JOHANNESBURG — The launch of an ambitious new initiative designed toward boosting the fast-growing music business in Africa was one of the highlights of the final day of Discop, which wrapped Oct. 27 at the Sandton Convention Center.
A partnership with ONGEA! Africa, hosts of the annual ONGEA! Eastern Africa Music Summit in Nairobi, Discore was conceived with an eye toward “bringing together TV, film, online content producers and music supervisors to understand what can be found here in the African marketplace,” said Patrick Zuchowicki, general manager of business event organizers Basic Lead.
“We believe music helps TV series travel better,” he added. “Bringing those two worlds together…to discover the talent, it makes sense.”
The partnership with one of the continent’s oldest players in the world of music publishing and rights was built on the fact that they share “a pan-African vision” with their counterparts at Discop, according to Zuchowicki. “They know the industry inside-out,” he said. “They’re going to bring all the intelligence…[and] we’re going to bring the content.”
The first edition of Discore will be held at Discop Abidjan in May 2018.
Also this week, Zuchowicki and Discop partner Francoise Lazard announced that their new LA-based film and TV project development label, Ideas for Film, was teaming up with Emmy-winning South African producer Dan Jawitz, of Fireworx Media, on “The Day of the Covenant,” a four-part mini helmed by acclaimed German writer-director Oliver Schmitz. Producer rep Todd Brown, of XYZ Films, will be handling sales rights for U.K. and U.S. territories.
Ideas for Film is also partnering with award-winning scripter-producer Michael Esser on “Diamond Squad,” a prestige drama series about the African diamond trade.
Both series were conceived and packaged to take advantage of existing co-prod agreements between South Africa and Germany, this year’s guest country at Discop. Zuchowicki noted that a number of production and distribution companies on-hand in Johannesburg this week have already expressed interest in the two series.
With a pared-down edition on the floor of the Sandton Convention Center, Africa’s biggest TV content market nevertheless continued to prove fertile ground for global players looking to stake their claims to the continent’s booming TV biz.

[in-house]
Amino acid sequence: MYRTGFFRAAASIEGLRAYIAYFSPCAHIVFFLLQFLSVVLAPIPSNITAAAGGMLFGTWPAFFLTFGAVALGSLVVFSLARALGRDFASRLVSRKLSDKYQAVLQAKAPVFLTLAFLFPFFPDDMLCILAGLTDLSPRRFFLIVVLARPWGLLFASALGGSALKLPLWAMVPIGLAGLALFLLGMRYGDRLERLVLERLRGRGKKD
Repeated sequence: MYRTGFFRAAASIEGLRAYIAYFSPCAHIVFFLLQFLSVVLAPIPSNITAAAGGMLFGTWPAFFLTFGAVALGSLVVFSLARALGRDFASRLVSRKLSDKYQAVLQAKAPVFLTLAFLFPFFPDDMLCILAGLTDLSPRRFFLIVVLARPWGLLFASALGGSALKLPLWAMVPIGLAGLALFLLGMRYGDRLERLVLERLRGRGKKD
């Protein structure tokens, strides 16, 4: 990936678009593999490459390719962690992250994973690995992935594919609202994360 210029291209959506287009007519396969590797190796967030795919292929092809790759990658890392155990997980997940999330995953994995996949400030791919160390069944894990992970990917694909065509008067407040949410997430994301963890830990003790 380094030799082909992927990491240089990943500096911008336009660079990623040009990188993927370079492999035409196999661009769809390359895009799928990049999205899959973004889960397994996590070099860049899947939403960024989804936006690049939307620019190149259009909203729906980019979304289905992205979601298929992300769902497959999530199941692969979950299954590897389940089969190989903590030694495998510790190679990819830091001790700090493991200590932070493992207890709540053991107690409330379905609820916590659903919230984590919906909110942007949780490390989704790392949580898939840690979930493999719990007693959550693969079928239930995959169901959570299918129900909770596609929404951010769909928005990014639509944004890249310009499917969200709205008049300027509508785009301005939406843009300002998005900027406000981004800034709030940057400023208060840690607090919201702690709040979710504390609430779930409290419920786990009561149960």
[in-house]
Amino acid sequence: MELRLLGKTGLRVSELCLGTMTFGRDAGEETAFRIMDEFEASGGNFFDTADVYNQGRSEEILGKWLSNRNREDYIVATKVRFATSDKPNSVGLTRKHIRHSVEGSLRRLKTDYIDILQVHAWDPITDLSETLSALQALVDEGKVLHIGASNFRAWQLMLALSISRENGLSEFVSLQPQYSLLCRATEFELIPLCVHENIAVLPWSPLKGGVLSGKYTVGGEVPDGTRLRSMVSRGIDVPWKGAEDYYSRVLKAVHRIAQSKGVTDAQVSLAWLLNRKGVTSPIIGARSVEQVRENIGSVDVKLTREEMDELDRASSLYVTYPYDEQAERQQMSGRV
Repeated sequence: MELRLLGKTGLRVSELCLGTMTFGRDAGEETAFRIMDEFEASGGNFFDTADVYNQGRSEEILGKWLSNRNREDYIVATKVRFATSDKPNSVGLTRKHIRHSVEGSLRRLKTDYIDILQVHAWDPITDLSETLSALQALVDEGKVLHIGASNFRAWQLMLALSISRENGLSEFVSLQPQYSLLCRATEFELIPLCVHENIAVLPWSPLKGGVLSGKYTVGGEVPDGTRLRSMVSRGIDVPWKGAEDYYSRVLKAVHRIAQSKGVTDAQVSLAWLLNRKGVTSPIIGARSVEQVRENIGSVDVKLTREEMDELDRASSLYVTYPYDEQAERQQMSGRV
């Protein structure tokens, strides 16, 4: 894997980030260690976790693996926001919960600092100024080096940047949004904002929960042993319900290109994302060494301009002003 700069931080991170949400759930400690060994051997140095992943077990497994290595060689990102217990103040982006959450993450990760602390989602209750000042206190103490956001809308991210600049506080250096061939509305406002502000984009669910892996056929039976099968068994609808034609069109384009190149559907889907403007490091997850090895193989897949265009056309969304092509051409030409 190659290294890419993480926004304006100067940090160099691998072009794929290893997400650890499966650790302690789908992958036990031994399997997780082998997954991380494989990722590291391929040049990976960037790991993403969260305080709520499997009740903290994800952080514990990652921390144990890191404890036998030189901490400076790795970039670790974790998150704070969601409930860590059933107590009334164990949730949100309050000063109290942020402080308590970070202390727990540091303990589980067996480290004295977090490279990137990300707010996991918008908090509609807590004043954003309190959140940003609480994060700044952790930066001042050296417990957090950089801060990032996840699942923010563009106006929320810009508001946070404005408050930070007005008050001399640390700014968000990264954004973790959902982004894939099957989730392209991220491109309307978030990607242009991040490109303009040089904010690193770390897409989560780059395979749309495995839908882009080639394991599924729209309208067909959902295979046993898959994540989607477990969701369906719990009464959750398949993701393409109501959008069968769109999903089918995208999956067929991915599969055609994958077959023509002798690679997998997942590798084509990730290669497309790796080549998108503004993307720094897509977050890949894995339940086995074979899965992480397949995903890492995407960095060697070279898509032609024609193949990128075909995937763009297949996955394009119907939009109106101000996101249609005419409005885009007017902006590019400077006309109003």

“The market felt quieter due to economical reasons,” said Zuchowicki, “but the overall feedback was that the buyers who were in attendance were very, very serious.”
A number of sellers from the continent reported record sales, while overseas producers and distributors felt more competition from local content that Zuchowicki described as “more affordable, [with] better production values, [and] dubbed versions in English, French, Portuguese and Swahili more readily available.”
This week Turkey’s Kanal D International took its first step into the South African market, announcing a deal with local broadcaster e.tv. And Canal Plus International had a busy week, signing an agreement with Lagardère Studios subsidiary Keewu Production to produce the police comedy series “Sakho and Mangane,” while announcing that production is set to begin on the prestige drama series “Agent,” a co-production with Mauritius’ Cinebar Studios and Collective Dream Studios.
With a full slate of meetings throughout the week, Canal Plus Overseas’ Francois Deplanck noted that Discop was still a vital gateway into the African market. “It’s important to be here,” he said.
As Discop looks ahead to 2018, it plans to follow its Abidjan market in May with a new East African edition, held in Zanzibar next July. That will be followed by a highly anticipated Lagos launch in 2019, where it looks to take advantage of the booming industry in Nigeria, which PricewaterhouseCoopers recently predicted would have the world’s fastest-growing entertainment market in the next five years.
Along with Discore, organizers are planning a program called Discomics, aimed at the animation and video game industries.
Basic Lead is looking to triple market attendance by 2020, an expansion that points to how cross-border trade in Africa will be the dominant force in shaping a market “fueled by local content and regionalization of business,” according to Zuchowicki.
“Within the next five years, the Sub-Saharan African marketplace is expected to grow by 35% and become the fastest-growing world region for entertainment content business,” he said. That growth “will be driven by original, multi-platform entertainment content produced in Africa, reinforced trade between sub-Saharan African countries, and intra-regional co-production initiatives.
“People from Nigeria are not going to go to Sweden to sell their content,” he added. “They’re going to stay in Africa. That’s where their prime market is.”